Right off the bat, SEC registration seemed easier to me since each state has different rules and regulations and there are more resources online about the SEC’s requirements than individual states’ requirements. I was also already more familiar with SEC requirements through my studying for the exam, since the test has questions about SEC rules but not necessarily each individual states’ nuances.
Moreover, as someone who travels quite a bit, I didn’t want to have to worry about watching what I was doing because I crossed a state line (e.g. if I was in Tahoe for the weekend I’d be able to give investment advice at the Lake Tahoe Resort Hotel in California, but I’d have to keep my mouth shut at the Harrah’s Lake Tahoe 250 feet away in Nevada). Registering with the SEC meant that I could submit one filing and be done2
. Overall, SEC over state registration seemed to significantly reduce the amount of thinking I’d have to do about compliance.
Due to the additional complexity associated with state registration, most [advisers] seek to qualify for SEC registration from the start.
If the firm is seeking SEC registration, once the agency reviews and approves the firm’s Form ADV, it will declare the firm’s registration effective within approximately 45 days.
By contrast, many states use the initial ADV filing as only the first step in the registration process. After a state reviews and comments on an adviser’s initial Form ADV filing, it will often ask for and review other operational documents, such as a compliance manual or client agreement. A state may even ask an adviser to submit financial statements and require an individual license. Only after all requested documents have been reviewed and approved will a state declare a registration effective. And this process usually takes significantly more than 45 days.
Thompson Hine, “Registering your robo-advisory firm – where and how?”
Unfortunately, as an adviser without $100 million in assets under management, I was not immediately eligible for SEC registration. I found, however, that there was an “internet adviser exemption” for advisers that give advice entirely through the internet. That sounded like an exemption I could qualify for — I would just have to commit to not giving any face-to-face investment advice3
— so I put up a quick website and began filling out the SEC paperwork.
The SEC firm registration forms consist of the fill-in-the-blank Form ADV Part 1, the narrative Form ADV Part 2, and the Form CRS (also known as the ADV Part 3). These forms are filed online at the FINRA Central Registration Depository (CRD), and before I could begin I had to first request access to CRD by filling out a New Organization form on the Investment Adviser Registration Depository (IARD).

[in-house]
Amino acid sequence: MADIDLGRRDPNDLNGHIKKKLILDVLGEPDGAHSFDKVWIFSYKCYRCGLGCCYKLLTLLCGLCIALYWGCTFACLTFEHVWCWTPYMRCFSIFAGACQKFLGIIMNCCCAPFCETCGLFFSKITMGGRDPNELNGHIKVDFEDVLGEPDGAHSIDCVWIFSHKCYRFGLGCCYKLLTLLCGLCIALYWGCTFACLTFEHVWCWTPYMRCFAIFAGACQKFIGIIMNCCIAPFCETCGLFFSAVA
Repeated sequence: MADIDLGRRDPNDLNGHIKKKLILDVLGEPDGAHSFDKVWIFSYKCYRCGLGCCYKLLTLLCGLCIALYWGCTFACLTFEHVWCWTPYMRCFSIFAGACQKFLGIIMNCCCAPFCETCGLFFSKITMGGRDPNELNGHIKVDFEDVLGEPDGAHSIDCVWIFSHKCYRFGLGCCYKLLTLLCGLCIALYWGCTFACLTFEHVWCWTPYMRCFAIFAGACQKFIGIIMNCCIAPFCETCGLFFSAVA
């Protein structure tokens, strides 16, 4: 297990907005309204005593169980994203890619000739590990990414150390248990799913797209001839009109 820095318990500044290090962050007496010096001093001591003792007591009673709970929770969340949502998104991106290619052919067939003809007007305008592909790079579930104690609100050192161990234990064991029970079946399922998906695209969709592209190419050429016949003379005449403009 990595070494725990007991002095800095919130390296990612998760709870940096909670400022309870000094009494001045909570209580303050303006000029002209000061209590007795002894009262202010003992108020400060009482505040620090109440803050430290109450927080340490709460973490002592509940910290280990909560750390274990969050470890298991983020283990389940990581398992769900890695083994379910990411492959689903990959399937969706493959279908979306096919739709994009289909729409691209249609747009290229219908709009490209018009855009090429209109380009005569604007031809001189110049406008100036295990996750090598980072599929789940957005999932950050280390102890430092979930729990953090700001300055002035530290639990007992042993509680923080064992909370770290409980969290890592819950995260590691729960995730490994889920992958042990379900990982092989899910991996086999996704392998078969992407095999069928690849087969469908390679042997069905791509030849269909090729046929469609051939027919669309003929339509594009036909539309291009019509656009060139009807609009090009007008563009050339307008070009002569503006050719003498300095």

Part 1 requires information about the investment adviser’s business, ownership, clients, employees, business practices, affiliations, and any disciplinary events of the adviser or its employees. Part 1 is organized in a check-the-box, fill-in-the-blank format. The SEC reviews the information from this part of the form to manage its regulatory and examination programs.
Part 2 requires investment advisers to prepare narrative brochures that include plain English disclosures of the adviser’s business practices, fees, conflicts of interest, and disciplinary information. The brochure is the primary disclosure document for investment advisers and must be delivered to advisory clients.
Part 3, the “relationship summary,” requires SEC-registered investment advisers that offer services to retail investors to prepare a brief plain English summary about the types of services the adviser offers, the fees and costs clients will have to pay for those services, the conflicts of interest the adviser may have, the required standard of conduct, any legal and disciplinary history, key questions to ask the adviser, and references to where clients can find more detailed information about the adviser and the services they offer.
Investor.gov, “Form ADV”
In short, it’s a lot of bureaucracy to navigate and a lot of paperwork to fill out.
Once I got access to CRD, I began filling out the forms.
Since investment adviser registrations are a matter of public record, for Part 1, the check-the-box/fill-in-the-blank form, whenever I was unsure of what to put down, I referred to the public filings of Wealthfront and Compound — two investment adviser startups — to figure out what I should write for my own firm.
Display on the cover page of your brochure the following statement or other clear and concise language conveying the same information, and identifying the document as a “brochure”:
This brochure provides information about the qualifications and business practices of [your name]. If you have any questions about the contents of this brochure, please contact us at [telephone number and/or email address]. The information in this brochure has not been approved or verified by the United States Securities and Exchange Commission or by any state securities authority. Additional information about [your name] also is available on the SEC’s website at www.adviserinfo.sec.gov.
SEC.gov, “Form ADV Part 2”
To fulfill the requirement quoted above, I literally copied and pasted the statement they gave word-for-word into a Google Doc and filled in my new investment adviser firm’s information, Mad-Lib style.
Drafting the rest of Form ADV Part 2 and ADV Part 3 was similar — all in all, it was a rather mechanical process and I got it mostly done over an hour-and-a-half train ride back to New York after visiting family in Philadelphia.
Once the firm registration forms were complete, I completed my individual investment adviser representative registration. I did this by filling out a Form U4 on FINRA Gateway (yet another website, separate from IARD and CRD). Form U4 had a straightforward, fill-in-the-blank format, and wasn’t overly difficult to figure out.